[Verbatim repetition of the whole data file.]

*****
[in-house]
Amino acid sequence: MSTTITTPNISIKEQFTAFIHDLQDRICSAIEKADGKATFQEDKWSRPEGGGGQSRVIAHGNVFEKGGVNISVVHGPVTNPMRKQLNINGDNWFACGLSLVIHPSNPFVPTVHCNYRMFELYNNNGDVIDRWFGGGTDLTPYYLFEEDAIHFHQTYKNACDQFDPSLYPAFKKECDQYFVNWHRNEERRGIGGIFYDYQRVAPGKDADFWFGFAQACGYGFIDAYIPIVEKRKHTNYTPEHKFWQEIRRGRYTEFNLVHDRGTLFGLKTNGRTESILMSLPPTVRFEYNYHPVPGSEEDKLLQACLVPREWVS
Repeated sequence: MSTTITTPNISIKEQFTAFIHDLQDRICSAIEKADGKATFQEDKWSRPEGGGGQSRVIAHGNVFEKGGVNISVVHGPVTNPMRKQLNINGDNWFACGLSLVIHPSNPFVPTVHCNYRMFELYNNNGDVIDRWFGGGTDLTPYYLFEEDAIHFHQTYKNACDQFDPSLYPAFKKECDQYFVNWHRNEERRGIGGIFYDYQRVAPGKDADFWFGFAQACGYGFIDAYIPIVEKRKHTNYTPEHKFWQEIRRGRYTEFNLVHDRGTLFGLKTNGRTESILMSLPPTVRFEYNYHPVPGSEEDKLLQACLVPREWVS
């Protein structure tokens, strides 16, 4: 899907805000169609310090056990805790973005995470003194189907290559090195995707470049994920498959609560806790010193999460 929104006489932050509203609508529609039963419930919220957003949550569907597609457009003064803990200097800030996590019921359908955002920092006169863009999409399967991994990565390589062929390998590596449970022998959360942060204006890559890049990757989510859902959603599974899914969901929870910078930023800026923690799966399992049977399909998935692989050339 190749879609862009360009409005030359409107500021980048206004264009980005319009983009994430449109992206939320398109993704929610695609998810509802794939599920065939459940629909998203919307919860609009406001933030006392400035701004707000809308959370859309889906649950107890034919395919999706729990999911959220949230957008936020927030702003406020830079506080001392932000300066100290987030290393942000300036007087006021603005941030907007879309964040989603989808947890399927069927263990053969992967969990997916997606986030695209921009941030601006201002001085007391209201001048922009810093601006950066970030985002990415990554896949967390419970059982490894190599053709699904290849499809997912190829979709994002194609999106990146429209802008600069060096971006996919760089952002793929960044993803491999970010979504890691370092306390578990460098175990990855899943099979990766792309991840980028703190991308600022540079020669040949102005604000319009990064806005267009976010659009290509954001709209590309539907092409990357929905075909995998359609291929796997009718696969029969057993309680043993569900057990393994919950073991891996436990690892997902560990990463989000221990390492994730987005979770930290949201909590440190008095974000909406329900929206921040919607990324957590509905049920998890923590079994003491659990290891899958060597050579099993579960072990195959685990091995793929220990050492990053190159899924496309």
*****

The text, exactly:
[in-house]
Amino acid sequence: MSTTITTPNISIKEQFTAFIHDLQDRICSAIEKADGKATFQEDKWSRPEGGGGQSRVIAHGNVFEKGGVNISVVHGPVTNPMRKQLNINGDNWFACGLSLVIHPSNPFVPTVHCNYRMFELYNNNGDVIDRWFGGGTDLTPYYLFEEDAIHFHQTYKNACDQFDPSLYPAFKKECDQYFVNWHRNEERRGIGGIFYDYQRVAPGKDADFWFGFAQACGYGFIDAYIPIVEKRKHTNYTPEHKFWQEIRRGRYTEFNLVHDRGTLFGLKTNGRTESILMSLPPTVRFEYNYHPVPGSEEDKLLQACLVPREWVS
Repeated sequence: MSTTITTPNISIKEQFTAFIHDLQDRICSAIEKADGKATFQEDKWSRPEGGGGQSRVIAHGNVFEKGGVNISVVHGPVTNPMRKQLNINGDNWFACGLSLVIHPSNPFVPTVHCNYRMFELYNNNGDVIDRWFGGGTDLTPYYLFEEDAIHFHQTYKNACDQFDPSLYPAFKKECDQYFVNWHRNEERRGIGGIFYDYQRVAPGKDADFWFGFAQACGYGFIDAYIPIVEKRKHTNYTPEHKFWQEIRRGRYTEFNLVHDRGTLFGLKTNGRTESILMSLPPTVRFEYNYHPVPGSEEDKLLQACLVPREWVS
């Protein structure tokens, strides 16, 4: 899907805000169609310090056990805790973005995470003194189907290559090195995707470049994920498959609560806790010193999460 929104006489932050509203609508529609039963419930919220957003949550569907597609457009003064803990200097800030996590019921359908955002920092006169863009999409399967991994990565390589062929390998590596449970022998959360942060204006890559890049990757989510859902959603599974899914969901929870910078930023800026923690799966399992049977399909998935692989050339 190749879609862009360009409005030359409107500021980048206004264009980005319009983009994430449109992206939320398109993704929610695609998810509802794939599920065939459940629909998203919307919860609009406001933030006392400035701004707000809308959370859309889906649950107890034919395919999706729990999911959220949230957008936020927030702003406020830079506080001392932000300066100290987030290393942000300036007087006021603005941030907007879309964040989603989808947890399927069927263990053969992967969990997916997606986030695209921009941030601006201002001085007391209201001048922009810093601006950066970030985002990415990554896949967390419970059982490894190599053709699904290849499809997912190829979709994002194609999106990146429209802008600069060096971006996919760089952002793929960044993803491999970010979504890691370092306390578990460098175990990855899943099979990766792309991840980028703190991308600022540079020669040949102005604000319009990064806005267009976010659009290509954001709209590309539907092409990357929905075909995998359609291929796997009718696969029969057993309680043993569900057990393994919950073991891996436990690892997902560990990463989000221990390492994730987005979770930290949201909590440190008095974000909406329900929206921040919607990324957590509905049920998890923590079994003491659990290891899958060597050579099993579960072990195959685990091995793929220990050492990053190159899924496309």